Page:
The holidays have come and gone, and I find myself feeling in limbo. I should admit something. I'm known for my no-holds-barred, over-the-top Christmas decorating. But this past year I decided to give myself a "vacation" from Christmas decorating and didn't do anything at all. I recently ran into a few of my neighbors and the first thing they asked was, "Is everything ok? We didn't see your decorations and were wondering." I assured them everything was just fine and that I just needed a little break.
Admittedly the past several years I've found it harder and harder to muster the incentive to deck the halls. I've questioned why I go to all the trouble when I live alone: Who am I really doing this for? What does it mean for me? But I somehow push through each year and am always glad I did after the fact.
And truth be told, this year I was involved in a holiday variety show and for the finale I created a Christmas tree outfit. So, after creating this I felt like I had done my part.
This year was different for other reasons. I think the mood in the United States definitely dampened my enthusiasm and spirits and I gave over to that. Instead of celebrating, I went into hibernation mode – literally. I spent Christmas Eve and Christmas Day with friends but after that I shut myself up in my apartment, closed all the blinds, wrapped myself in a blanket, and went into the darkness.
One result of this is that as we've progressed into the new year, I've found myself not quite in sync with the season. I know why now. I didn't "mark" the transition into the year in my traditional way by decorating to the rafters.
This has all been a poignant reminder about traditions and rituals. As I've heard said, ritual is the punctuation of life. And I didn't have my usual exclamation point in December! No wonder I'm feeling at sea in the new year.
It has me thinking of what other rituals I could use to help mark the holidays should I find myself wanting a break from decorating again in the future. The easiest answer: Just tone it down. But I will most likely go back to full throttle next year especially since I've bought a bunch of new ornaments. (Yay 50% end of season sales!). And once I start decorating, the momentum takes over and the whole thing has a life of its own. As a friend of mine said many years ago, "Oh, so your theme is 'It's not done till it's overdone?!' "
I don't have any ideas for myself at the moment. Now that the seed has been planted I trust some ideas will grow. But I'd love to hear from you! What are some simple rituals or traditions you do for the holidays when you don't want to go "all out?" Use the comment box below.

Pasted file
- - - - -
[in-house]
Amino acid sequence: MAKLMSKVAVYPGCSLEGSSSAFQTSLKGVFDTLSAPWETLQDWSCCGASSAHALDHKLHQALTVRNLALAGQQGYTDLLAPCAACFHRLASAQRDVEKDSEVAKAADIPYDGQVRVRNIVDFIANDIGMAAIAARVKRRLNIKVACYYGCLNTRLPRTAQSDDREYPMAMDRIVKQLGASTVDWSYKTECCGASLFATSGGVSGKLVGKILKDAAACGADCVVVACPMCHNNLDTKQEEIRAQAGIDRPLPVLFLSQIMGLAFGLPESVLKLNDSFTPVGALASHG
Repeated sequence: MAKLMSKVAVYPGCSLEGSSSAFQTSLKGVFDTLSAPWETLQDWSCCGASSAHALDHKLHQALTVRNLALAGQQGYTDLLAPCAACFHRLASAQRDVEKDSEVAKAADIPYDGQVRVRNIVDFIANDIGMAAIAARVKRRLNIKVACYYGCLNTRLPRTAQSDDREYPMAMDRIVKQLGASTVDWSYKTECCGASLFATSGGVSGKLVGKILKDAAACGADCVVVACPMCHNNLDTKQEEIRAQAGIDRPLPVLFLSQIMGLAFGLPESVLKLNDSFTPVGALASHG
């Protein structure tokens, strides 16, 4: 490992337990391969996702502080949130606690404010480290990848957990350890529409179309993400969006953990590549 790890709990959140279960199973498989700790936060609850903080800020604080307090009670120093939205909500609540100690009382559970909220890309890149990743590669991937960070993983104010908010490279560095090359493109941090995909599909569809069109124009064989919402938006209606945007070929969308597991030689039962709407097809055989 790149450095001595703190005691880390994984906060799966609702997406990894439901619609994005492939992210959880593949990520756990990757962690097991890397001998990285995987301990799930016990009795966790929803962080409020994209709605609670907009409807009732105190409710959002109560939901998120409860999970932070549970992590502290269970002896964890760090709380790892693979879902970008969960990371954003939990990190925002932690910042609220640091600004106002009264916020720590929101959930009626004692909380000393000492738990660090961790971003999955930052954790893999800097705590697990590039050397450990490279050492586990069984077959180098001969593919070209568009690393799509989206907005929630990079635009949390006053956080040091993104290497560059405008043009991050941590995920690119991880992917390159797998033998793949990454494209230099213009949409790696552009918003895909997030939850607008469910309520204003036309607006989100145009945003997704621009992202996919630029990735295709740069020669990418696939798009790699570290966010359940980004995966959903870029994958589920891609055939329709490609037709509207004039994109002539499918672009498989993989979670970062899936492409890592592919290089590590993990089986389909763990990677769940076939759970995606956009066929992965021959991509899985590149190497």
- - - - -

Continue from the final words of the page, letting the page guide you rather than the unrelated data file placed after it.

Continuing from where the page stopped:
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I tried an opposing tack this year; in defiance of what felt like encroaching darkness, I decorated, lit my world, and baked to the hilt. We entertained many friends over the last month, and now I'm feeling almost desolate...so, faithfully practicing necessary Jan. and Feb. rituals. But, to your question, my mother set out a new holiday ornament or decoration every day of Advent, and we delighted to discover it when we returned from school. This is a lovely way to honor the season in a moderate way...one new decoration a day may lend seasonal spirit to the soul seeking a "smaller, gentler" path to celebration. Or perhaps one remembrance of a friend/relative whose welfare you could carry in your heart that day? A lot of my decorations came from family and friends, and this would be a sweet way to carry their love with me...whatever you choose, blessings on your seeking.
Although I have been married for 30 years, there has been no celebration of holidays including Christmas, birthdays or anniversaries for most of those years. Now that I am single again I find myself alone. With no family to share the season with, your post impressed upon me the importance of holiday rituals...ESPECIALLY if we live alone....for we are never really alone and everyday should celebrated. Thank you Darren! and Kitty thank you for a new way to start my ritual overdo)
Our decorations vary from year to year -- but are mostly planned out, and can be formal. But not for the last year. Formal -- and way too many decoration -- just wasn't working for me anymore. So, those are packed away for now. And the last Christmas was decorated with a smaller focus and a definitely not-formal (some might say "irreverent) whimsy. Large lighted "Joy" sign by the front door. Glittery, sparkly wreaths on the front porch. Our nativity on the front porch took a whimsical, turn -- all large plastic blow molds, they are: Easter bunny "Mr. Rabbit", Frankenstein, large snowman with blue Bible and blue scarf and hat, a pink pig wearing a Santa hat, a green T-Rex with a red-and-white striped scarf, a green bug-eyed outer space Alien, a howling ghost holding a Halloween pumpkin, and for the centerpiece (you know who), Optimus Prime. Theologically, all these characters have their place in this display. It certainly makes us smile, and does remind me of the season, and reminds me daily to include everyone in our celebrations. Indoors, we decorated a Christmas tree, but with only 1 box of decorations -- we chose our favorites and most meaningful; extras were eventually donated. I can be quite a collector, and I am entering into a new season in my life. We'll see how it evolves!
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